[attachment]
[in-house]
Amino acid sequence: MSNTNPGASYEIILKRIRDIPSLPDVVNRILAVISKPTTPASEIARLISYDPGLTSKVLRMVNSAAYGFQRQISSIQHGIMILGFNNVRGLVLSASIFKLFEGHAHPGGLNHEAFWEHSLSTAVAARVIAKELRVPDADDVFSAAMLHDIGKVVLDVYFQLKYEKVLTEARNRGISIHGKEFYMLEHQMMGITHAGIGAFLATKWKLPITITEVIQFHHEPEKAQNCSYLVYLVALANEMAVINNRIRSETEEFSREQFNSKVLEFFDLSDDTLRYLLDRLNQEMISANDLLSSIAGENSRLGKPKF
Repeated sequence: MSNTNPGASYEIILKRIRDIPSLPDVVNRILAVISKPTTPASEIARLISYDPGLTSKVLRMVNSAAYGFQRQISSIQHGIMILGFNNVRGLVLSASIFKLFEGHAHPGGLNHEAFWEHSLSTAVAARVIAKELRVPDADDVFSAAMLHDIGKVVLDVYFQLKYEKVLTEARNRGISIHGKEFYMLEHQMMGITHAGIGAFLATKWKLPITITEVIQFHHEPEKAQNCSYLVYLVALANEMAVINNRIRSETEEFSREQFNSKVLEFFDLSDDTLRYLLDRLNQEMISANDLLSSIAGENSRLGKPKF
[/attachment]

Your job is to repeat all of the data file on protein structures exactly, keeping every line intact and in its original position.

[in-house]
Amino acid sequence: MSNTNPGASYEIILKRIRDIPSLPDVVNRILAVISKPTTPASEIARLISYDPGLTSKVLRMVNSAAYGFQRQISSIQHGIMILGFNNVRGLVLSASIFKLFEGHAHPGGLNHEAFWEHSLSTAVAARVIAKELRVPDADDVFSAAMLHDIGKVVLDVYFQLKYEKVLTEARNRGISIHGKEFYMLEHQMMGITHAGIGAFLATKWKLPITITEVIQFHHEPEKAQNCSYLVYLVALANEMAVINNRIRSETEEFSREQFNSKVLEFFDLSDDTLRYLLDRLNQEMISANDLLSSIAGENSRLGKPKF
Repeated sequence: MSNTNPGASYEIILKRIRDIPSLPDVVNRILAVISKPTTPASEIARLISYDPGLTSKVLRMVNSAAYGFQRQISSIQHGIMILGFNNVRGLVLSASIFKLFEGHAHPGGLNHEAFWEHSLSTAVAARVIAKELRVPDADDVFSAAMLHDIGKVVLDVYFQLKYEKVLTEARNRGISIHGKEFYMLEHQMMGITHAGIGAFLATKWKLPITITEVIQFHHEPEKAQNCSYLVYLVALANEMAVINNRIRSETEEFSREQFNSKVLEFFDLSDDTLRYLLDRLNQEMISANDLLSSIAGENSRLGKPKF